We need to focus instead on finding costly, convoluted, and meaningless way of increasing the accounting and testing overhead across the industry and the entire economy.

  9. _Jim says:

    Policy makers …

    The brainless; these folks need some ‘skin in the game’, like shop/company owners and inventors vs those that simply act like “leash holders” arbitrarily setting artificial limits based on the slimmest of forethought, science and research but more often heaping amounts of Fear, Uncertainty and Disinformation (FUD).


  10. Ian W says:

    Hey guys – yes you at the University of Calgary – why not do something useful and assess the impact on Canada of the Wheat and other crop grow lines moving South 400-500 miles? Then do the same calculation for Europe, Russia, India and China. It would probably be possible to come up with a simple graphic of how many people will die from the famines per mile southward shift. As a start you will already know that a child dies every 5 seconds from hunger – so what will the rate be with a grow line shifted 300 miles south?

    These deaths are already happening they are not the imaginings of a hypothesis that has been repeatedly falsified.

    This year the USA will have ~20% less corn, ~16% less soya bean, ~8% less wheat. Russia, Australia, China all now expect less corn/wheat than they projected in May. The USA instead of a surplus could be importing these crops by next year. But hey its OK shale gas has lest well to wheel carbon footprint !!

    It would be better if the Earth were actually warming – there would be more food.

  11. highflight56433 says:

    Interesting we have a USA dictator not allowing a certain pipeline construction, and Canadian agencies measuring the vehicle cost expense that could be lowered through the use of pipelines. Am I misinterpreting something here? More roadblocks to oil maybe?

  12. Mike Jonas says:

    Ian W – do you have links for “These deaths are already happening” and “This year the USA will have ~20% less corn, ~16% less soya bean, ~8% less wheat. Russia, Australia, China all now expect less corn/wheat than they projected in May. The USA instead of a surplus could be importing these crops by next year.“?

  13. more soylent green! says:

    If there isn’t a problem with GHG, then the politicians and bureaucrats will have to come up with another reason to take our money and control every aspect of our lives, and that’s a bigger problem than the dogmatic state of climate science.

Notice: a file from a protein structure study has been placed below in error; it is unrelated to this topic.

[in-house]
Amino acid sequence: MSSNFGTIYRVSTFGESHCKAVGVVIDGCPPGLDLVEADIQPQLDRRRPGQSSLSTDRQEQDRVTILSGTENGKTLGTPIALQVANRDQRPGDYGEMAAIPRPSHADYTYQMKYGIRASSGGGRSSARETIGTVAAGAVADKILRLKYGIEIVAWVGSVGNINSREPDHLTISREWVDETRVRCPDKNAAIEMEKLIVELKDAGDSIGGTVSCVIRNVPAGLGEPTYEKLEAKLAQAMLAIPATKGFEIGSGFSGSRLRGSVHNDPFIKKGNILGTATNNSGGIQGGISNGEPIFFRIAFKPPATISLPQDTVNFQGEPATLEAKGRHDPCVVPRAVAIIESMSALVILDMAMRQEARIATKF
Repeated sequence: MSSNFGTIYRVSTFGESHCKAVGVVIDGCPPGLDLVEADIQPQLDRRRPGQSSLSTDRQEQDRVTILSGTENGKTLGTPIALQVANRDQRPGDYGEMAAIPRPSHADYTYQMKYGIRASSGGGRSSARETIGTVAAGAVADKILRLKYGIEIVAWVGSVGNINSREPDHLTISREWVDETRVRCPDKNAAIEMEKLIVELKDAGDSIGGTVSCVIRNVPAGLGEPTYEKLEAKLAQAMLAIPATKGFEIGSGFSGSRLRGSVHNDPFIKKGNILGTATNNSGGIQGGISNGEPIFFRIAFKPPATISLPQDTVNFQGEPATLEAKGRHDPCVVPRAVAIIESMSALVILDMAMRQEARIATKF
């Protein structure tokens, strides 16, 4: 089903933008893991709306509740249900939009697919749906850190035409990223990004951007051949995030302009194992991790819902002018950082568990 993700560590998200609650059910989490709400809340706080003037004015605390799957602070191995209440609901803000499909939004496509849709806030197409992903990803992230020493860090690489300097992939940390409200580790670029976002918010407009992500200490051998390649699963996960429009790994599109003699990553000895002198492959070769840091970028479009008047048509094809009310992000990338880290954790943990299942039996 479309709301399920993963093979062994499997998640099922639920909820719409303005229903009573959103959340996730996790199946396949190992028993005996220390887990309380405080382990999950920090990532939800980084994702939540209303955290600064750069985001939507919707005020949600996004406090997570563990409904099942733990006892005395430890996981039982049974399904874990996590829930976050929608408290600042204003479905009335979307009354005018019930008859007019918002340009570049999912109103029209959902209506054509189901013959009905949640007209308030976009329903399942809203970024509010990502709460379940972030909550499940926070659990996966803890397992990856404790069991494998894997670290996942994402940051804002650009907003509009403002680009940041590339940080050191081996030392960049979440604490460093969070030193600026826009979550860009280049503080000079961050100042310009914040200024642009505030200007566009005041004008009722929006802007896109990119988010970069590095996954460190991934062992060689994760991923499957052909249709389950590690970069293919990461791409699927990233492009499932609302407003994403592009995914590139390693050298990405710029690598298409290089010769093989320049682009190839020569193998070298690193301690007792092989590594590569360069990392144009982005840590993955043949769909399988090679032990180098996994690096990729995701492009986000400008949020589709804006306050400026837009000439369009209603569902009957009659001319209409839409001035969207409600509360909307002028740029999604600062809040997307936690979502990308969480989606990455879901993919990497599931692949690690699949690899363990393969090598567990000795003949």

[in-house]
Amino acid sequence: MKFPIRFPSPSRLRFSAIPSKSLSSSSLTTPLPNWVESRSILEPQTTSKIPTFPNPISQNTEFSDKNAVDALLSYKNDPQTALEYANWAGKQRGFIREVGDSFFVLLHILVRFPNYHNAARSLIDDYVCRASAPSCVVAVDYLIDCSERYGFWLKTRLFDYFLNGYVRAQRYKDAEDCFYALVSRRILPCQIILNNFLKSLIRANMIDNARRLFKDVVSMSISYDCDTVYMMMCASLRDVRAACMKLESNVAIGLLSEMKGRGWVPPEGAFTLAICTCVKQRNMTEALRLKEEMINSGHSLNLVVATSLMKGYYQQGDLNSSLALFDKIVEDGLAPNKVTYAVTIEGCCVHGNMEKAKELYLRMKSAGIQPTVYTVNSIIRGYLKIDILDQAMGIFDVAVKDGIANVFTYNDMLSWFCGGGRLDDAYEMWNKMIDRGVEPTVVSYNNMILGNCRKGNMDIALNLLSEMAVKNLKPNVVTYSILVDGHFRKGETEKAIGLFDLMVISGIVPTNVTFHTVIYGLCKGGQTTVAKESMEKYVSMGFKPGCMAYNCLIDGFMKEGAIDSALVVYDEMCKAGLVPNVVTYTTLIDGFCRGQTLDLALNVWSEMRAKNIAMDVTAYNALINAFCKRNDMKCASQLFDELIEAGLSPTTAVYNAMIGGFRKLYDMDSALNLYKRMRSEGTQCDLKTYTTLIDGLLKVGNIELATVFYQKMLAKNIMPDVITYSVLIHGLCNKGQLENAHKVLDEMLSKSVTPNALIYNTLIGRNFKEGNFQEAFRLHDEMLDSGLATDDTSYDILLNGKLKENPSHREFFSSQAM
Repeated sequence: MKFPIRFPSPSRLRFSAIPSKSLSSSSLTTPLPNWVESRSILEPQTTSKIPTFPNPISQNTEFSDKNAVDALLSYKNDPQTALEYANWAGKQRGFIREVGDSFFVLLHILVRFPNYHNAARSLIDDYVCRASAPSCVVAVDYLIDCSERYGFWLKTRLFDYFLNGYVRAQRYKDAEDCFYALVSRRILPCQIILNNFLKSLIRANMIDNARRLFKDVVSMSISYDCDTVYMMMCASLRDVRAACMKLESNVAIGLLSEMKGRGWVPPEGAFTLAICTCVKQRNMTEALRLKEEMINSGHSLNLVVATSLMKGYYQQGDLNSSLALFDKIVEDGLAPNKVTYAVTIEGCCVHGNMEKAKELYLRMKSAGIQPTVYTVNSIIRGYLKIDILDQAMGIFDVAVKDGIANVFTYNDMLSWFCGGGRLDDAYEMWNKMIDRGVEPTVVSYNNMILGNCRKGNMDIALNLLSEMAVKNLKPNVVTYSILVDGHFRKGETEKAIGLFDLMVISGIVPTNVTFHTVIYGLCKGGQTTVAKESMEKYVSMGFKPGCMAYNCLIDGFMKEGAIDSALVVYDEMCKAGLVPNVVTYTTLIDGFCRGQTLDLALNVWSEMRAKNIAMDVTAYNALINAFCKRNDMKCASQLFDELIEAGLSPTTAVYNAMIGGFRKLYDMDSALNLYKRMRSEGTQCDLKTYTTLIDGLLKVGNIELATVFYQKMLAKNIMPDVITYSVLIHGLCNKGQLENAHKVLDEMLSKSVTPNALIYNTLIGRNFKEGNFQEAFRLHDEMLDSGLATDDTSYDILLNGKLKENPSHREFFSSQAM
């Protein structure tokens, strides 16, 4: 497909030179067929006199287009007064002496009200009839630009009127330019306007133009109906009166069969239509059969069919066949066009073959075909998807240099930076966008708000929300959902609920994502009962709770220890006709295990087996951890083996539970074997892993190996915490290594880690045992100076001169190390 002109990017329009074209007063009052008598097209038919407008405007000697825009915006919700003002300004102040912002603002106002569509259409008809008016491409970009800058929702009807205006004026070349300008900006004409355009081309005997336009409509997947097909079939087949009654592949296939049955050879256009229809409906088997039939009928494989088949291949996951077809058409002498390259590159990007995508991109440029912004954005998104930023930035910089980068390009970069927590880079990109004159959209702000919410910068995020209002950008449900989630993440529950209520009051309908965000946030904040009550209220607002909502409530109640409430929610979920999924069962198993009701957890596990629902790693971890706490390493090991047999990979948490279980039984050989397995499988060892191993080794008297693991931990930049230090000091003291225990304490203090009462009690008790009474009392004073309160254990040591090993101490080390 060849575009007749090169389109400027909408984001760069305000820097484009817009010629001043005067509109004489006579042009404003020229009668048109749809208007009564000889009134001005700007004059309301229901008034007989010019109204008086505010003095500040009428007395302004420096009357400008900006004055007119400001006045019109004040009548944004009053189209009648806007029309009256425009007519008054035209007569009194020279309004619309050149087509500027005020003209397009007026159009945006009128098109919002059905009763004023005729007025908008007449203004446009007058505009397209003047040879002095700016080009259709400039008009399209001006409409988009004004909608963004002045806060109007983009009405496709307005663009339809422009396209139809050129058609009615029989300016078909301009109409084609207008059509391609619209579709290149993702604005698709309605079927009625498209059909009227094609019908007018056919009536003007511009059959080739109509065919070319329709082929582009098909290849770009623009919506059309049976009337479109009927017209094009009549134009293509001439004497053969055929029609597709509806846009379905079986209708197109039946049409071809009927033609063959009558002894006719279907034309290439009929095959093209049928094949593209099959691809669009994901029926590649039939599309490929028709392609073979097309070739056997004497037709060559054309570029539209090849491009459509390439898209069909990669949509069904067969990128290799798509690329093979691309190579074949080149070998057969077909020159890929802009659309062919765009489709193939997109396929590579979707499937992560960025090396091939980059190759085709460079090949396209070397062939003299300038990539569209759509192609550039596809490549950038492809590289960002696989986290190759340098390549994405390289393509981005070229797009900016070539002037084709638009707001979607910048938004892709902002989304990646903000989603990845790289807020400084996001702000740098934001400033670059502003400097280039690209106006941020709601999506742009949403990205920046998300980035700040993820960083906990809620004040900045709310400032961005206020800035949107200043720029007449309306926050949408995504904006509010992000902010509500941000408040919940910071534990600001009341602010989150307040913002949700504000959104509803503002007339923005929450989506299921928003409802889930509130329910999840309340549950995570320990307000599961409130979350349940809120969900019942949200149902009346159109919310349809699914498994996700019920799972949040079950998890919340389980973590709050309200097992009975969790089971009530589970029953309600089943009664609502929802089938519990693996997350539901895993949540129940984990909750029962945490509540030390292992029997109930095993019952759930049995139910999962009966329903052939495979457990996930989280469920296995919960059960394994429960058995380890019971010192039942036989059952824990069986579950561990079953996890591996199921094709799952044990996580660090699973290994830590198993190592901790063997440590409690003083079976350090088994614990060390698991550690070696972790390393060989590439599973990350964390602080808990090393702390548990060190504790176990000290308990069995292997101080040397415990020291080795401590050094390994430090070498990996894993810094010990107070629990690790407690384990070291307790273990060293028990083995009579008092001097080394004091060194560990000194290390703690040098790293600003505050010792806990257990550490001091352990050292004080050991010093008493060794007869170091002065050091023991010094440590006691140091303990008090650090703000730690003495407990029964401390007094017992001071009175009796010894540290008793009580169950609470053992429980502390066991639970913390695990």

14. DesertYote says:

    July 16, 2012 at 11:32 am

    Policy makers …


    When ever you see this phrase, you know that the authors are using Marxist vocabulary. Its a dead give-away like “public engagement”. Its a good sign that whatever contains it would have been written from a Marxist world-view. It’s not proof as a lot of Marxist vocabulary has become quite mainstreamed and is often used by people ignorant of its real meaning.

    And, no, I’m not nuts. I have been studying Marxism for 30 years.

  15. more soylent green! says:

    Mike Jonas says:
    July 16, 2012 at 12:38 pm
    Ian W – do you have links for “These deaths are already happening” and “This year the USA will have ~20% less corn, ~16% less soya bean, ~8% less wheat. Russia, Australia, China all now expect less corn/wheat than they projected in May. The USA instead of a surplus could be importing these crops by next year.“?

    We’re having a terrible heatwave and drought in most of the corn belt and wheat belt. I don’t know about the exact figures, but the estimates given for the corn crop match what was just announced recently. A Google search will find you the source.

  16. Pamela Gray says:

    A far better use of US dollars would be towards improving math performance in each and every student. And I don’t mean memorizing math facts. That’s just a parlor trick. One of the things I am most grateful for is a good math problem solving background and a course in Master’s level statistics that wasn’t required, I didn’t need the course hours or grade, so I decided to audit the class. I also have a couple Master’s level courses under my belt in research design and critique. High school students could have easily handled these classes. In fact, before they get to the Ivory Tower, every high school student should be required to take a course in advanced data analysis (beyond rounding, and mean, median, and mode) as well as in research critique. Snake oil loses its glitter when you know a little math. And it sounds like this piece of research is one of those policy kinds of research that we had better scrutinize. Wolf in sheep’s clothing and all that.